HomeWashington Letter2018 ▶ ATS Testifies at EPA Censoring Science Public Hearing
ATS Testifies at EPA Censoring Science Public Hearing

Last week, ATS Environmental Health Policy Committee member Meredith McCormack, M,D testified at an EPA public hearing in opposition to the EPA’s proposed rule on data requirements for studies used by the agency in regulatory decision making.  The proposed rule requires that the EPA make publicly available the underlying data from “pivotal regulatory science” studies that the agency relies on to establish major regulatory policy including establishment of standards, exposure thresholds, dose-response relationships and that it informs cost/benefit regulatory calculations.  In describing the proposed rule, the EPA emphasized the need to reveal original data to assure the public of the transparency and “reproducibility” of science used by the agency.

However, sharing original data, particularly in studies on the health effects of air pollution, could violate patient confidentiality.  Such action is both unethical and in violation of federal law.  If the proposed policy were implemented, Dr. McCormack noted that the EPA would be forced to either publicly share data that could expose personal health information or would exclude from their consideration valuable studies that describe the adverse human health effects of air pollution.  Neither option is good policy.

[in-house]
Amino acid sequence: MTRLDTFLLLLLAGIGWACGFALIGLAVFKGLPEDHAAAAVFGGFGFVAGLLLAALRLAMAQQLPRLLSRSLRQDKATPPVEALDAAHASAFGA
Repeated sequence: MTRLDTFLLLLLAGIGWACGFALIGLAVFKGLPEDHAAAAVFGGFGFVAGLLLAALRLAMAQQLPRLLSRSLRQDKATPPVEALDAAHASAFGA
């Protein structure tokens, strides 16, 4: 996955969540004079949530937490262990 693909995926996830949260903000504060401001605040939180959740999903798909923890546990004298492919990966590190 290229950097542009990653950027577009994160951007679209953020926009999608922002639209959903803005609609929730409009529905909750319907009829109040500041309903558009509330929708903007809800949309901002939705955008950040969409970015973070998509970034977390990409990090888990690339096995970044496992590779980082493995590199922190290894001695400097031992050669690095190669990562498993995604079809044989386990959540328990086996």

Dr. McCormack further explored concerns with the EPA’s call for reproducible science. She noted that several seminal air pollution studies were based on natural experiments that provide valuable insights on the health effects of exposure to air pollution but are not truly reproducible in a strict sense.  Excluding these studies from the EPA’s consideration would not serve the public welfare. 

Dr. McCormack also observed that calls for transparency, reproducibility and concerns about “secret science” are strikingly similar to the rhetoric the tobacco industry used to undermine science documenting the health effects of tobacco use.

Last Reviewed: August 3, 2018